Jewish life needs to be allowed to step out of the shadows.

Since 2015, the number of antisemitic crimes recorded has risen by about a third, to 2,350. But victims only report around 20% of cases. Some choose not to because they've had bad experiences with the police, others because they're afraid of the perpetrators, and still others because they just want to put it behind them. Victims clearly hold out little hope of useful reaction from the state – so crimes go unreported.

And the reality of Jewish life in Germany is a dark one. Sociologists say that Jewish children are living out their "identity under siege." What impact does it have on them when they can only go to nursery under police protection? Or when they hear Holocaust jokes at school?

Germany needs to take its antisemitism seriously

This shows that the country of commemorative services and "stumbling blocks" placed in sidewalks as a memorial to victims of the Nazis has lost its moral compass. To make it point true north again, antisemitism needs to be documented from the perspective of those affected, making it visible to the non-Jewish population. And Jewish life needs to be allowed to step out of the shadows.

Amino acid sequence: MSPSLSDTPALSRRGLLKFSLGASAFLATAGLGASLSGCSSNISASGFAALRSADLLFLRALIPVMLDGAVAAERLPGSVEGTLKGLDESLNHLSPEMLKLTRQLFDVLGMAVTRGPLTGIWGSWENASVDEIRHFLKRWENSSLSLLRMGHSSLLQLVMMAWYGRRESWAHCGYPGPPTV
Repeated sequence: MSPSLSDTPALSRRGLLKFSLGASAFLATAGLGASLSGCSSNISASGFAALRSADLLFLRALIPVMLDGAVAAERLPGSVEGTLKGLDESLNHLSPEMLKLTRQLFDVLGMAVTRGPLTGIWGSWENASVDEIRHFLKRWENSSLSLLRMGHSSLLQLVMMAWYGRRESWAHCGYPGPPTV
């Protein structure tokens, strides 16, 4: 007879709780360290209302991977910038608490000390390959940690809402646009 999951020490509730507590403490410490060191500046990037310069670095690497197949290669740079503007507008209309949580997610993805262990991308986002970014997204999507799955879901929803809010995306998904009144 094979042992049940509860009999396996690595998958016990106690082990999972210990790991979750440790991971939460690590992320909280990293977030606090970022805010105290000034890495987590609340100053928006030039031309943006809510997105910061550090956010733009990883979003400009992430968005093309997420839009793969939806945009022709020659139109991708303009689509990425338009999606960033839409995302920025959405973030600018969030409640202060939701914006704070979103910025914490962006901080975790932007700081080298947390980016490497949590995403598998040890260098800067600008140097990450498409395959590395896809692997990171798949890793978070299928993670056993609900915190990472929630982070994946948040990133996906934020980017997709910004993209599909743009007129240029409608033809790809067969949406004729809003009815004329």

That is the first thing. The second is that we need to talk about specifically German forms of antisemitism. For example, the fact that in no other EU country are Jewish people so often confronted about the Israeli government's policies (according to a survey, 41% of German Jews have experienced this, while the EU average is 28%). Projecting the old antisemitism onto the state of Israel offers people a more comfortable target for their arguments.

Our society needs to have more conversations about antisemitism. The test of German democracy, as McCloy called it, starts with taking these concerns seriously and talking about them. We need to have these conversations because it affects all of us. It's about saving our democracy. Before it's too late.